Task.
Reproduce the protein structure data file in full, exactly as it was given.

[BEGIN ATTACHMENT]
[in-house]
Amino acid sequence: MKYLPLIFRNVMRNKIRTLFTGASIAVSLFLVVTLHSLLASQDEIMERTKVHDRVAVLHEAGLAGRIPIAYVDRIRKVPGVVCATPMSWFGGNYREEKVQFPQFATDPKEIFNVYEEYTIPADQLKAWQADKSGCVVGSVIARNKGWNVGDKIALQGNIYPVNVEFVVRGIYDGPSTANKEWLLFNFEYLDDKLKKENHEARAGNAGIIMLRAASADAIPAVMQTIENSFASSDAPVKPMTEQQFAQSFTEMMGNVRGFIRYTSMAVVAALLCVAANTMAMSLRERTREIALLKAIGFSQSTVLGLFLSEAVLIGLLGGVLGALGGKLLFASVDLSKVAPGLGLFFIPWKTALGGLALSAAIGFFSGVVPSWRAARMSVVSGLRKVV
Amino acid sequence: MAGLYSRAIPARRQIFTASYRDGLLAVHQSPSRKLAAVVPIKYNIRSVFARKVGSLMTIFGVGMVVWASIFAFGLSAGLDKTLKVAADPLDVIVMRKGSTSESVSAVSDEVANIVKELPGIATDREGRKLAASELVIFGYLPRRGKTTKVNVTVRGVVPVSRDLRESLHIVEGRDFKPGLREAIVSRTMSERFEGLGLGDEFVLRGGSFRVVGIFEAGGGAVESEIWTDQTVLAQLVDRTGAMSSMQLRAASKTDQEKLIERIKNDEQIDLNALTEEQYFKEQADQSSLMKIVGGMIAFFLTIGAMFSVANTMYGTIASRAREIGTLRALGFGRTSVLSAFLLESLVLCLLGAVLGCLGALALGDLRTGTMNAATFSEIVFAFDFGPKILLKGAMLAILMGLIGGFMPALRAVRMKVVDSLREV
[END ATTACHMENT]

[in-house]
Amino acid sequence: MKYLPLIFRNVMRNKIRTLFTGASIAVSLFLVVTLHSLLASQDEIMERTKVHDRVAVLHEAGLAGRIPIAYVDRIRKVPGVVCATPMSWFGGNYREEKVQFPQFATDPKEIFNVYEEYTIPADQLKAWQADKSGCVVGSVIARNKGWNVGDKIALQGNIYPVNVEFVVRGIYDGPSTANKEWLLFNFEYLDDKLKKENHEARAGNAGIIMLRAASADAIPAVMQTIENSFASSDAPVKPMTEQQFAQSFTEMMGNVRGFIRYTSMAVVAALLCVAANTMAMSLRERTREIALLKAIGFSQSTVLGLFLSEAVLIGLLGGVLGALGGKLLFASVDLSKVAPGLGLFFIPWKTALGGLALSAAIGFFSGVVPSWRAARMSVVSGLRKVV
Amino acid sequence: MAGLYSRAIPARRQIFTASYRDGLLAVHQSPSRKLAAVVPIKYNIRSVFARKVGSLMTIFGVGMVVWASIFAFGLSAGLDKTLKVAADPLDVIVMRKGSTSESVSAVSDEVANIVKELPGIATDREGRKLAASELVIFGYLPRRGKTTKVNVTVRGVVPVSRDLRESLHIVEGRDFKPGLREAIVSRTMSERFEGLGLGDEFVLRGGSFRVVGIFEAGGGAVESEIWTDQTVLAQLVDRTGAMSSMQLRAASKTDQEKLIERIKNDEQIDLNALTEEQYFKEQADQSSLMKIVGGMIAFFLTIGAMFSVANTMYGTIASRAREIGTLRALGFGRTSVLSAFLLESLVLCLLGAVLGCLGALALGDLRTGTMNAATFSEIVFAFDFGPKILLKGAMLAILMGLIGGFMPALRAVRMKVVDSLREV